ôô By
Jason Marshall, PhD
Episode #8

## Tip #2: Find Groups of Numbers that Add to 10

The second tip is really an addendum to the first. Say you need to add a series of numbers like 47, 14, 21, and 32. Let’s look for pairs of numbers in the ones place that add up to 10. That's the 7 from 47, the 4 from 14, the 1 from 21, and the 2 from 32. Hmm, no two numbers here add up to 10. Are we out of luck?

No, look at the numbers again: 7, 4, 1, and 2. Three of those numbers do add up to ten:

7 + 1 + 2 = 10

That brings us to the second quick and dirty tip: Don’t restrict yourself to grouping pairs of numbers—sometimes looking at groups of three (or even more) can help.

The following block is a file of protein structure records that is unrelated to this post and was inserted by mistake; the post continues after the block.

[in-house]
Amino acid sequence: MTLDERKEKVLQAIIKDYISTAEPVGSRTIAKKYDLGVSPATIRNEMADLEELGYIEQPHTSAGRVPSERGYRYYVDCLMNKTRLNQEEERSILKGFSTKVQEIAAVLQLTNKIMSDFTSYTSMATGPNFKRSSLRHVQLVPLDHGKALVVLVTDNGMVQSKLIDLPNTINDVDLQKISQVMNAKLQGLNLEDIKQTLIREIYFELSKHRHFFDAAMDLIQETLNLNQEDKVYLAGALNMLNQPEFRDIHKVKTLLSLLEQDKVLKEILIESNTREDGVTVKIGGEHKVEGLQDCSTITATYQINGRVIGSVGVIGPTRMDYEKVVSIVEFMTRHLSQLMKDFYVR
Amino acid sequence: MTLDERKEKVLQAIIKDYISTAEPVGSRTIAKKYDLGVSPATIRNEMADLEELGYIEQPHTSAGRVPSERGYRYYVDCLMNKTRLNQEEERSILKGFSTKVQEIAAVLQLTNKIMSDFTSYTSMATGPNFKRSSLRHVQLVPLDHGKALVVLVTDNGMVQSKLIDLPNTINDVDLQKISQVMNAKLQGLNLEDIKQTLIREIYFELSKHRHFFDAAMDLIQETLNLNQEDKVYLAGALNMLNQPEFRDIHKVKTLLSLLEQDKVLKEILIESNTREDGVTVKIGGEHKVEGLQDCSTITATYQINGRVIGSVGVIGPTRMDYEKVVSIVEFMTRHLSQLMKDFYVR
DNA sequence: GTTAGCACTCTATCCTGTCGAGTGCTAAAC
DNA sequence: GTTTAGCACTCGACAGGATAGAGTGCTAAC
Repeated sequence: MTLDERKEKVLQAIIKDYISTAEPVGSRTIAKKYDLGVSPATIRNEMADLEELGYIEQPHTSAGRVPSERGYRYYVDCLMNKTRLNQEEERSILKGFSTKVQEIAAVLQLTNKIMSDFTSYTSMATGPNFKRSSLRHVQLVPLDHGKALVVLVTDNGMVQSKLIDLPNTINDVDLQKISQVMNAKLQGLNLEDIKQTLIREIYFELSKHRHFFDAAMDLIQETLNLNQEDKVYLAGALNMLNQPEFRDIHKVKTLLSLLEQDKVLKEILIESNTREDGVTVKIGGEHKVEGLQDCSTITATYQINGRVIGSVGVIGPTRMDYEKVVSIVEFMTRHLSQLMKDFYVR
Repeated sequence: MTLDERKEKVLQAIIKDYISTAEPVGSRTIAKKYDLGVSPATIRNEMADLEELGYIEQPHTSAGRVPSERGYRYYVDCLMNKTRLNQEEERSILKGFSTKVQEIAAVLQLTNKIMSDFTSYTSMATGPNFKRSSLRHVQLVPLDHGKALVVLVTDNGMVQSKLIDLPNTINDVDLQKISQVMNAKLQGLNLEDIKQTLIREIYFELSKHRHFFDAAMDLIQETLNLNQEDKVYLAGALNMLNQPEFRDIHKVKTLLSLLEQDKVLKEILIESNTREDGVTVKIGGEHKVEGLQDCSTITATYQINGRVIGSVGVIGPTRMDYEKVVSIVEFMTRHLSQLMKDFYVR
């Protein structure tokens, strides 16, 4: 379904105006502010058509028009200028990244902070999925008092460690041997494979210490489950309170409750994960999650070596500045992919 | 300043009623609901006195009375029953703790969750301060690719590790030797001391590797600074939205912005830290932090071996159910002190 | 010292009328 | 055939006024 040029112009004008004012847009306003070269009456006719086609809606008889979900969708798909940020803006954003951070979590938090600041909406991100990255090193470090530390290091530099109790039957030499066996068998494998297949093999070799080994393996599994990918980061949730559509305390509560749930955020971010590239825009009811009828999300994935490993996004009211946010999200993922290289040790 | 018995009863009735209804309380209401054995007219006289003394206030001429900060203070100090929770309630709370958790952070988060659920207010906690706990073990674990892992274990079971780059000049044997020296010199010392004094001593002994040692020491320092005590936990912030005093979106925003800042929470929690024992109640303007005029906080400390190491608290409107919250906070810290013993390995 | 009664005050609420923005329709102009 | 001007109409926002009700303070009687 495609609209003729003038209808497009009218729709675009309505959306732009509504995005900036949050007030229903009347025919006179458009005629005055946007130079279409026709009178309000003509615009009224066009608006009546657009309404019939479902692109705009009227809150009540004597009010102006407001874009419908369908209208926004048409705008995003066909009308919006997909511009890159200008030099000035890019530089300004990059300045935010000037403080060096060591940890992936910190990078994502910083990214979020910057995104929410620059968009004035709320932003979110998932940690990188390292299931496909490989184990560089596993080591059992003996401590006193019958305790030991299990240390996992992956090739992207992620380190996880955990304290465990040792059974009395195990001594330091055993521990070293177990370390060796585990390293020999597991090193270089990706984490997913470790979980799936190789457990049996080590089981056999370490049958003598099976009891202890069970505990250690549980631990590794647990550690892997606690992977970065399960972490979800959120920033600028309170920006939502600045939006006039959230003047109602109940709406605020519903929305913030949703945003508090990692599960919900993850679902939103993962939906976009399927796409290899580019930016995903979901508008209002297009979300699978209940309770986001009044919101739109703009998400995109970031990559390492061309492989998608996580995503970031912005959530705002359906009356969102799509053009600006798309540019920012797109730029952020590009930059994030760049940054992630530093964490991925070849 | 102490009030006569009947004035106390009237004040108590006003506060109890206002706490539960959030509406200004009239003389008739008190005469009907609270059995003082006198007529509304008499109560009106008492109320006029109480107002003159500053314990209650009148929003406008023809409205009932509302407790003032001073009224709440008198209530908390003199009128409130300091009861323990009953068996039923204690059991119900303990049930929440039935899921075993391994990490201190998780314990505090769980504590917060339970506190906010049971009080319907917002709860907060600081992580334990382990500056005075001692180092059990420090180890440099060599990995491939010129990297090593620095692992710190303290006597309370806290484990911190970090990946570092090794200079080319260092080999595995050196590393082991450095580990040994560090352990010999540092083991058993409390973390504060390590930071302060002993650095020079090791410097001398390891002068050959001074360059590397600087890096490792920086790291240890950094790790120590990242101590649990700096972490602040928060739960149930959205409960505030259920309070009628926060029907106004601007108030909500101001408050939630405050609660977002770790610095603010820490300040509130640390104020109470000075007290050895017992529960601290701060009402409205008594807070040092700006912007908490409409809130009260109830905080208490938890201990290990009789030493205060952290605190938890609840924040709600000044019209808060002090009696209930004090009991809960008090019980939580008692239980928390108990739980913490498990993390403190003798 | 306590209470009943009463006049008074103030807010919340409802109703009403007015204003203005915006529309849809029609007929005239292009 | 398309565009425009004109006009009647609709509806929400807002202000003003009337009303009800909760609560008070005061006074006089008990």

## How to Do It

Let’s look at how to solve the example problem from before in a little more detail: 47 + 14 + 21 + 32. First, notice that each term in the problem can be written as:

47 = 40 + 7,
14 = 10 + 4,
21 = 20 + 1, and
32 = 30 + 2.

Then, let’s use this to rewrite the original problem: Now, as we discussed during the episode on the commutative property of addition, you can add these numbers in any order you like. So, let’s gather the numbers that add up to 10 and rearrange the terms as: The three numbers in the first term add to 10 and the four numbers in the second term add to 100, so the problem becomes: Believe it or not, eventually—after a bit of practice—you’ll be able to do all this in your head.

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